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Can macro variables used in stress testing forecast the performance of banks?



When stress tests for the banking sector use a macroeconomic scenario, an unstated premise is that macro variables should be useful factors in forecasting the performance of banks. We assess whether variables such as the ones included in stress tests for U.S. bank holding companies help improve out of sample forecasts of chargeoffs on loans, revenues, and capital measures, relative to forecasting models that exclude a role for macro factors. Using only public data on bank performance, we find the macro variables helpful, but not for all measures. Moreover, even our best-performing models imply bands of uncertainty around the forecasts so large as to make it challenging to distinguish the implications of alternative macro scenarios.

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  • Luca Guerrieri & Michelle Welch, 2012. "Can macro variables used in stress testing forecast the performance of banks?," Finance and Economics Discussion Series 2012-49, Board of Governors of the Federal Reserve System (U.S.).
  • Handle: RePEc:fip:fedgfe:2012-49

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    References listed on IDEAS

    1. Quagliariello,Mario (ed.), 2009. "Stress-testing the Banking System," Cambridge Books, Cambridge University Press, number 9780521767309, December.
    2. Clark, Todd E. & West, Kenneth D., 2007. "Approximately normal tests for equal predictive accuracy in nested models," Journal of Econometrics, Elsevier, vol. 138(1), pages 291-311, May.
    3. Estrella, Arturo & Hardouvelis, Gikas A, 1991. "The Term Structure as a Predictor of Real Economic Activity," Journal of Finance, American Finance Association, vol. 46(2), pages 555-576, June.
    4. Crook, Jonathan & Banasik, John, 2012. "Forecasting and explaining aggregate consumer credit delinquency behaviour," International Journal of Forecasting, Elsevier, vol. 28(1), pages 145-160.
    5. Mr. Giovanni Majnoni & Mr. Maria Soledad Martinez Peria & Mr. Winfrid Blaschke & Mr. Matthew T Jones, 2001. "Stress Testing of Financial Systems: An Overview of Issues, Methodologies, and FSAP Experiences," IMF Working Papers 2001/088, International Monetary Fund.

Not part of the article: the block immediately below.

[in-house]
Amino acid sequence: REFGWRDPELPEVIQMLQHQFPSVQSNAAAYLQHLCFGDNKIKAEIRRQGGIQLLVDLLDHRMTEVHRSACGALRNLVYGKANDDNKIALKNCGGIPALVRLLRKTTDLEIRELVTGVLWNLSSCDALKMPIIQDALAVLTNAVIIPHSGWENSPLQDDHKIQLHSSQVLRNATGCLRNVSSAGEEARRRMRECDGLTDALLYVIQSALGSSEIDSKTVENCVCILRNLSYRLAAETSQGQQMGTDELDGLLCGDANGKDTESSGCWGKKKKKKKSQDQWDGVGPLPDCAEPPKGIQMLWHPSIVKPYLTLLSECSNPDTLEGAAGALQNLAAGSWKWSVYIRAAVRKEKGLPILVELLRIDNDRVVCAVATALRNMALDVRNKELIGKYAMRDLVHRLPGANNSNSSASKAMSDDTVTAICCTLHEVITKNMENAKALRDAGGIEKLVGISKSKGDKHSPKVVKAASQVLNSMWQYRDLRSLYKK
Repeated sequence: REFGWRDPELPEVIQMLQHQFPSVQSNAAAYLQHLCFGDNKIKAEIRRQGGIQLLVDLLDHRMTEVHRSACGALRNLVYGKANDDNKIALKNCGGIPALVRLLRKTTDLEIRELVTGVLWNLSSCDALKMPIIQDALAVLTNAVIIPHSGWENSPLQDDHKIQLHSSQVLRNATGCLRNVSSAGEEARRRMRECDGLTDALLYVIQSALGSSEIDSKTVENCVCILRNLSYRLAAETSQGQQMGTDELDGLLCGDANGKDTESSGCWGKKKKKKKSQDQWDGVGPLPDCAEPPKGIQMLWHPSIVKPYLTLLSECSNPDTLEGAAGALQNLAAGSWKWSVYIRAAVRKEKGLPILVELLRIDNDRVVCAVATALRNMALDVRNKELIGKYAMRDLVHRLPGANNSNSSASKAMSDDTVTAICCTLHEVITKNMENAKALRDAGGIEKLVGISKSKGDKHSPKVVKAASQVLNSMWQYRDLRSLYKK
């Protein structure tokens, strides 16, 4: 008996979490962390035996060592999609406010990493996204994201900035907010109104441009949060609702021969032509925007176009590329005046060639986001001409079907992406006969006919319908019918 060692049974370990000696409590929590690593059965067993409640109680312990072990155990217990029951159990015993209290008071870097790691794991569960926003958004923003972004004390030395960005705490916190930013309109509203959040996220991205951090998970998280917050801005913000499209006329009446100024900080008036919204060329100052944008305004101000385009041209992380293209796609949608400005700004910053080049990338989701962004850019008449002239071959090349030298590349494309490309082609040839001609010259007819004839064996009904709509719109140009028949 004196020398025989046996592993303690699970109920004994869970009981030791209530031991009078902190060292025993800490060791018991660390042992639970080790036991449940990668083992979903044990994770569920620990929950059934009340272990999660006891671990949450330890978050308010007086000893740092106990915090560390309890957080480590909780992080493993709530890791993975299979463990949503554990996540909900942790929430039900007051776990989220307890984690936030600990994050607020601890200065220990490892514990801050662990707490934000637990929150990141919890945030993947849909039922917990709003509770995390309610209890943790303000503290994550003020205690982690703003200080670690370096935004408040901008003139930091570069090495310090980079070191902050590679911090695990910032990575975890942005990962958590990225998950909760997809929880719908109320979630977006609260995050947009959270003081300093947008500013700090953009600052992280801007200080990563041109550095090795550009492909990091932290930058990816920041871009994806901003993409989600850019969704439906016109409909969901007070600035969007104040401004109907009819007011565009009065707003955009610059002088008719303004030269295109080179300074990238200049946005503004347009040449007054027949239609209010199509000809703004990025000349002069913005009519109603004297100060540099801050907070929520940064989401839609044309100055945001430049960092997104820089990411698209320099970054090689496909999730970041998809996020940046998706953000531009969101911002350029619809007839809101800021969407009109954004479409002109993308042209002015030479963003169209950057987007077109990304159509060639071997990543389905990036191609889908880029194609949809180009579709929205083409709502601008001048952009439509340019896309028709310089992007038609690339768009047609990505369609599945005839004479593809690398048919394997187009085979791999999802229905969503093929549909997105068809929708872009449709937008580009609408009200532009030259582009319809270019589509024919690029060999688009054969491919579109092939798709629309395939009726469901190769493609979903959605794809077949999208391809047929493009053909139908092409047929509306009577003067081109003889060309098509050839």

6. Mark W. Watson & James H. Stock, 2004. "Combination forecasts of output growth in a seven-country data set," Journal of Forecasting, John Wiley & Sons, Ltd., vol. 23(6), pages 405-430.
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    Cited by:

    1. Wu, Deming & Fang, Ming & Wang, Qing, 2018. "An empirical study of bank stress testing for auto loans," Journal of Financial Stability, Elsevier, vol. 39(C), pages 79-89.
    2. Kolari, James W. & López-Iturriaga, Félix J. & Sanz, Ivan Pastor, 2019. "Predicting European bank stress tests: Survival of the fittest," Global Finance Journal, Elsevier, vol. 39(C), pages 44-57.
    3. Covas, Francisco B. & Rump, Ben & Zakrajšek, Egon, 2014. "Stress-testing US bank holding companies: A dynamic panel quantile regression approach," International Journal of Forecasting, Elsevier, vol. 30(3), pages 691-713.
    4. repec:aei:rpaper:008586461 is not listed on IDEAS
    5. Brummelhuis, Raymond & Luo, Zhongmin, 2019. "Bank Net Interest Margin Forecasting and Capital Adequacy Stress Testing by Machine Learning Techniques," MPRA Paper 94779, University Library of Munich, Germany.
    6. Fang, Cao & Yeager, Timothy J., 2020. "A historical loss approach to community bank stress testing," Journal of Banking & Finance, Elsevier, vol. 118(C).
    7. Hirtle, Beverly & Kovner, Anna & Vickery, James & Bhanot, Meru, 2016. "Assessing financial stability: The Capital and Loss Assessment under Stress Scenarios (CLASS) model," Journal of Banking & Finance, Elsevier, vol. 69(S1), pages 35-55.
    8. Matthew Pritsker, 2017. "Choosing Stress Scenarios for Systemic Risk Through Dimension Reduction," Supervisory Research and Analysis Working Papers RPA 17-4, Federal Reserve Bank of Boston.
    9. Acharya, Viral V. & Berger, Allen N. & Roman, Raluca A., 2018. "Lending implications of U.S. bank stress tests: Costs or benefits?," Journal of Financial Intermediation, Elsevier, vol. 34(C), pages 58-90.
    10. Pritsker, Matt, 2019. "An overview of regulatory stress-testing and steps to improve it," Global Finance Journal, Elsevier, vol. 39(C), pages 39-43.

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